To my eye this is proof positive that newspapers need to hire fewer J-school grads and more engineers. At present solar and wind power require fossil fuel backups, backups that must be in continuous operation. More solar and wind inherently mean more waste. And that doesn’t delve into the total lifetime. Reservoir hydroelectricity is by far the most popular form and results in substantial production of methane, a worse problem pound for pound than carbon dioxide. Nuclear will need more than a supporting role.

The graph above illustrates U. S. greenhouse gas emissions since 1990. As you can see the U. S. has actually decreased its production of greenhouse gases and that was without draconian measures. In China and India every additional dollar of GDP requires additional production of greenhouse gases. That’s not the case here.

The U. S. is the largest producer of greenhouse gases and we can do more but we’re moving in the right direction. The editors of the Washington Post need to direct their fire on countries that are going in the wrong direction which includes Germany. Doing otherwise is simply looking for political targets of opportunity.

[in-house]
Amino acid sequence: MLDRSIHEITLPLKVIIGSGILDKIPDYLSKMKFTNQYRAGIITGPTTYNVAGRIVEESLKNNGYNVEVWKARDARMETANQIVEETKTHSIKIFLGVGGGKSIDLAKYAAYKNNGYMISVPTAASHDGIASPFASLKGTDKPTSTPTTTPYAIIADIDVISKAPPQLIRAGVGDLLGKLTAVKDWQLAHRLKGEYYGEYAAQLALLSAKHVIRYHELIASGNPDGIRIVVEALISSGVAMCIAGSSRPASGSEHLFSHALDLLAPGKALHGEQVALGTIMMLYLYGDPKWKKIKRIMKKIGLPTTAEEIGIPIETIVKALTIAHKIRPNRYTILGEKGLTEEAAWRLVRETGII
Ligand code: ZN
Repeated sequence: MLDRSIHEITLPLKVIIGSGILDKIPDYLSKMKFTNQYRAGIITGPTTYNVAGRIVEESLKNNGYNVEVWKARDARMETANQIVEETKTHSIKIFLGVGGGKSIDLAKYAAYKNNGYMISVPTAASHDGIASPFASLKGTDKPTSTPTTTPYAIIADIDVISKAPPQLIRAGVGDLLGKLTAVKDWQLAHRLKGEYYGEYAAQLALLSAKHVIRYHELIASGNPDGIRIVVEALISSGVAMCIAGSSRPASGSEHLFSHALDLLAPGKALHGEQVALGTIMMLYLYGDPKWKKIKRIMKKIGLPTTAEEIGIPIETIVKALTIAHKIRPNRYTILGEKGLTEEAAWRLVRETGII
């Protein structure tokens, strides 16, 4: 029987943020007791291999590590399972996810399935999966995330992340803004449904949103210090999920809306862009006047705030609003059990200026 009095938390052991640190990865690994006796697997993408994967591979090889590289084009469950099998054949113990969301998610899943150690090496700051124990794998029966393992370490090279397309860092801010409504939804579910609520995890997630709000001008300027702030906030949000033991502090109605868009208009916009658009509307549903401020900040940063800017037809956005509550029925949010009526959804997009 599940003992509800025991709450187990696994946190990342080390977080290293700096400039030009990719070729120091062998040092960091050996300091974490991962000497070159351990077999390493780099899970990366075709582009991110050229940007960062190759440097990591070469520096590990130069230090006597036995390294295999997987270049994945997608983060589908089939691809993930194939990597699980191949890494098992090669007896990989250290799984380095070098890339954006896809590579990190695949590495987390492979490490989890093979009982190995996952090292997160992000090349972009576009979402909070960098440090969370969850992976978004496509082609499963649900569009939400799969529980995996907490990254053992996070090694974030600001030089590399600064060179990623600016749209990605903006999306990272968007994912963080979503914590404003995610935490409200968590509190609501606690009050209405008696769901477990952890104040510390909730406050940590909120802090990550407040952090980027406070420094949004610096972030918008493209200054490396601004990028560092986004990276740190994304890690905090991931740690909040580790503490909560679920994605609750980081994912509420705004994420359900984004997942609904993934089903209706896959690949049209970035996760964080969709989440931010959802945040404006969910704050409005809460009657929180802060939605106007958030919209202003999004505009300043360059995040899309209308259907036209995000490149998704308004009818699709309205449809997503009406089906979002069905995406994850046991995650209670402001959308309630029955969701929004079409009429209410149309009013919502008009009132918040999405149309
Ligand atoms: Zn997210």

9 comments… add one
  • Gray Shambler

    Studying and analyzing economic growth is fine and enlightening, as long as it doesn’t lead to the hubris of economic command and control. Everywhere the human eye looks, we see patterns, because our minds are wired that way, we see patterns and trends where there are none. Too late by 2040. Too late by 2041, 42, 44, and so on. We never learn that you cannot extrapolate a trend where the human element intervenes. Sadly, half the country would see that comment as political.

  • Ben Wolf

    The authors of the IPCC report also state massive investment in pulling existing co2 out of the atmosphere is a requirement for survival.

    Also notice the IPCCs conclusion about the degree of warming is less dire than the Trump Administration’s estimate of 3.5 degrees C by 2100.

  • Gray Shambler